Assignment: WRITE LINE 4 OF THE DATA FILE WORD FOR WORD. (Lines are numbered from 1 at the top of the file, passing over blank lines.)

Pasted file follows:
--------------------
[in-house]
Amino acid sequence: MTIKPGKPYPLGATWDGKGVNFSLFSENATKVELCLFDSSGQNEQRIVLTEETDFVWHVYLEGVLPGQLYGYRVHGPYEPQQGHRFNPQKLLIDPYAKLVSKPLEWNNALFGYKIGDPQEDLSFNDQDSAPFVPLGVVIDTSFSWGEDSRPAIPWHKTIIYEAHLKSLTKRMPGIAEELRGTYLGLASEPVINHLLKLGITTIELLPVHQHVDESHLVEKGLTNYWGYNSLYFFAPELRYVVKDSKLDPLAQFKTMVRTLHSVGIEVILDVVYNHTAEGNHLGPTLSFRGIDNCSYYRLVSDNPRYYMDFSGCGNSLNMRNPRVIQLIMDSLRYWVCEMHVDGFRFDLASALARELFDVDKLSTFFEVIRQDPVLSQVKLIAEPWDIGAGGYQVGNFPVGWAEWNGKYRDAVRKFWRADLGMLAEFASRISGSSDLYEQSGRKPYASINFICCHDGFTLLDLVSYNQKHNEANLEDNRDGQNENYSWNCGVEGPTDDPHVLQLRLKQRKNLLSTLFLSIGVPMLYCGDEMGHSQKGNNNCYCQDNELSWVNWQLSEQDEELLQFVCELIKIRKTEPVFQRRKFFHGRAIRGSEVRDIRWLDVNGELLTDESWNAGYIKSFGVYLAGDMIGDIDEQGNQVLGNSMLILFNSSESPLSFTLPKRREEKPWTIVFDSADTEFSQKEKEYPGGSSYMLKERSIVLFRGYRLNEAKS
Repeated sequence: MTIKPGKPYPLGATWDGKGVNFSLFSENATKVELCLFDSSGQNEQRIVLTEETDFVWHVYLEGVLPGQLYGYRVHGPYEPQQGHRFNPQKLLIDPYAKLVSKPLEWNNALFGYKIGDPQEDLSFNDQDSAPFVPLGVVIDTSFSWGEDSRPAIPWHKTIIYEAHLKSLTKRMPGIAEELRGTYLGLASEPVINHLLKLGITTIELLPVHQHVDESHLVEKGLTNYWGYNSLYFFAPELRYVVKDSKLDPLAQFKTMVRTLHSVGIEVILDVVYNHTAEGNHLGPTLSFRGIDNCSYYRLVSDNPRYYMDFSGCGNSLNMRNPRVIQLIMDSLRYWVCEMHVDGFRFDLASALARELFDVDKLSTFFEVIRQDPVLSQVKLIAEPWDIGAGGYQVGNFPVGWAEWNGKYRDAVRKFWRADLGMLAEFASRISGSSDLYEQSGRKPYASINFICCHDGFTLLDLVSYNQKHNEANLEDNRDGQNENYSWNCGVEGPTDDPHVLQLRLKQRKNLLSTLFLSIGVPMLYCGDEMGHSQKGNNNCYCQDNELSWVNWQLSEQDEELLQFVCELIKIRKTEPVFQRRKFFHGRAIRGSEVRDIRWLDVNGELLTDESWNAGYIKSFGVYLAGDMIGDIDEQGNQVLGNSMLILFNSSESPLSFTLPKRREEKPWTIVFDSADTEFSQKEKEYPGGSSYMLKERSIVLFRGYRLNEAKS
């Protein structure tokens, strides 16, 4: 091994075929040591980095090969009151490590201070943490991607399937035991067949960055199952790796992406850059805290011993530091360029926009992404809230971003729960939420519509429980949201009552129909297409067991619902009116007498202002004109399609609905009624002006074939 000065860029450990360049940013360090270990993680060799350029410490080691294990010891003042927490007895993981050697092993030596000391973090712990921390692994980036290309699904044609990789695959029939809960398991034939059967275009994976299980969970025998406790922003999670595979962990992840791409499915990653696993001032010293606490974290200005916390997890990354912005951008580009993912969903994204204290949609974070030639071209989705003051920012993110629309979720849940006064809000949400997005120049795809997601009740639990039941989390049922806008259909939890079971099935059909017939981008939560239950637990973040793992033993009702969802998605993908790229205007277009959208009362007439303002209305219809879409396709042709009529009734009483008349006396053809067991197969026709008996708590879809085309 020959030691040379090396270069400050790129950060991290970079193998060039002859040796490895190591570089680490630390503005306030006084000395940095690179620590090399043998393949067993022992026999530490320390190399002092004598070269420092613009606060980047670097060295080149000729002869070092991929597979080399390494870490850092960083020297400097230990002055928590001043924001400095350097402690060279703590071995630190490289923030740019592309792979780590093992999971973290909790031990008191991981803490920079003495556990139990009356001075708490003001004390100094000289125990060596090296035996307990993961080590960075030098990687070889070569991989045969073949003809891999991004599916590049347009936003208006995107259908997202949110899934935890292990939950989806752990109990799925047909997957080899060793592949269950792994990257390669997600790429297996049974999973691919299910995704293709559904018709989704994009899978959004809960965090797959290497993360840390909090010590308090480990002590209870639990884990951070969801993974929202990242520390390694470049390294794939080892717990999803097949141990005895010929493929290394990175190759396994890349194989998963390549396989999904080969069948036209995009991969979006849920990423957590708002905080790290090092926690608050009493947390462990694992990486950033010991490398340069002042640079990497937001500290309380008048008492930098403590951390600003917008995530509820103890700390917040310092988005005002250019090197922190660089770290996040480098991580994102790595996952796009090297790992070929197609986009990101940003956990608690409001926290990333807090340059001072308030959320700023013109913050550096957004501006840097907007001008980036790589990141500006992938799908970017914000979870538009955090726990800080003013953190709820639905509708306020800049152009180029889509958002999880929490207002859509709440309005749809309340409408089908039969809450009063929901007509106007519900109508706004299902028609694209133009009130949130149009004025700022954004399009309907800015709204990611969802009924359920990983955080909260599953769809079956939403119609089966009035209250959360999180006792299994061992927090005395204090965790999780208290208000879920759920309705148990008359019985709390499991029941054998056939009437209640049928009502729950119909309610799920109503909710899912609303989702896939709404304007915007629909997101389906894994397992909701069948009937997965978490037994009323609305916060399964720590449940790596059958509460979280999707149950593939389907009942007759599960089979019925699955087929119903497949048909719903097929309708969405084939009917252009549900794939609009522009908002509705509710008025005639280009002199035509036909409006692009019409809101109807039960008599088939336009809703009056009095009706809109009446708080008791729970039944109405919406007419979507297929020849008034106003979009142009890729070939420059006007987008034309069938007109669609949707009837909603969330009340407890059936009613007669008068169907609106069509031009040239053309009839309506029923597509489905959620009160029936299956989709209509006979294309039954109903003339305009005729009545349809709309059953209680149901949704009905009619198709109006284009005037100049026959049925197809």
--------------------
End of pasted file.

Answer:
């Protein structure tokens, strides 16, 4: 091994075929040591980095090969009151490590201070943490991607399937035991067949960055199952790796992406850059805290011993530091360029926009992404809230971003729960939420519509429980949201009552129909297409067991619902009116007498202002004109399609609905009624002006074939 000065860029450990360049940013360090270990993680060799350029410490080691294990010891003042927490007895993981050697092993030596000391973090712990921390692994980036290309699904044609990789695959029939809960398991034939059967275009994976299980969970025998406790922003999670595979962990992840791409499915990653696993001032010293606490974290200005916390997890990354912005951008580009993912969903994204204290949609974070030639071209989705003051920012993110629309979720849940006064809000949400997005120049795809997601009740639990039941989390049922806008259909939890079971099935059909017939981008939560239950637990973040793992033993009702969802998605993908790229205007277009959208009362007439303002209305219809879409396709042709009529009734009483008349006396053809067991197969026709008996708590879809085309 020959030691040379090396270069400050790129950060991290970079193998060039002859040796490895190591570089680490630390503005306030006084000395940095690179620590090399043998393949067993022992026999530490320390190399002092004598070269420092613009606060980047670097060295080149000729002869070092991929597979080399390494870490850092960083020297400097230990002055928590001043924001400095350097402690060279703590071995630190490289923030740019592309792979780590093992999971973290909790031990008191991981803490920079003495556990139990009356001075708490003001004390100094000289125990060596090296035996307990993961080590960075030098990687070889070569991989045969073949003809891999991004599916590049347009936003208006995107259908997202949110899934935890292990939950989806752990109990799925047909997957080899060793592949269950792994990257390669997600790429297996049974999973691919299910995704293709559904018709989704994009899978959004809960965090797959290497993360840390909090010590308090480990002590209870639990884990951070969801993974929202990242520390390694470049390294794939080892717990999803097949141990005895010929493929290394990175190759396994890349194989998963390549396989999904080969069948036209995009991969979006849920990423957590708002905080790290090092926690608050009493947390462990694992990486950033010991490398340069002042640079990497937001500290309380008048008492930098403590951390600003917008995530509820103890700390917040310092988005005002250019090197922190660089770290996040480098991580994102790595996952796009090297790992070929197609986009990101940003956990608690409001926290990333807090340059001072308030959320700023013109913050550096957004501006840097907007001008980036790589990141500006992938799908970017914000979870538009955090726990800080003013953190709820639905509708306020800049152009180029889509958002999880929490207002859509709440309005749809309340409408089908039969809450009063929901007509106007519900109508706004299902028609694209133009009130949130149009004025700022954004399009309907800015709204990611969802009924359920990983955080909260599953769809079956939403119609089966009035209250959360999180006792299994061992927090005395204090965790999780208290208000879920759920309705148990008359019985709390499991029941054998056939009437209640049928009502729950119909309610799920109503909710899912609303989702896939709404304007915007629909997101389906894994397992909701069948009937997965978490037994009323609305916060399964720590449940790596059958509460979280999707149950593939389907009942007759599960089979019925699955087929119903497949048909719903097929309708969405084939009917252009549900794939609009522009908002509705509710008025005639280009002199035509036909409006692009019409809101109807039960008599088939336009809703009056009095009706809109009446708080008791729970039944109405919406007419979507297929020849008034106003979009142009890729070939420059006007987008034309069938007109669609949707009837909603969330009340407890059936009613007669008068169907609106069509031009040239053309009839309506029923597509489905959620009160029936299956989709209509006979294309039954109903003339305009005729009545349809709309059953209680149901949704009905009619198709109006284009005037100049026959049925197809």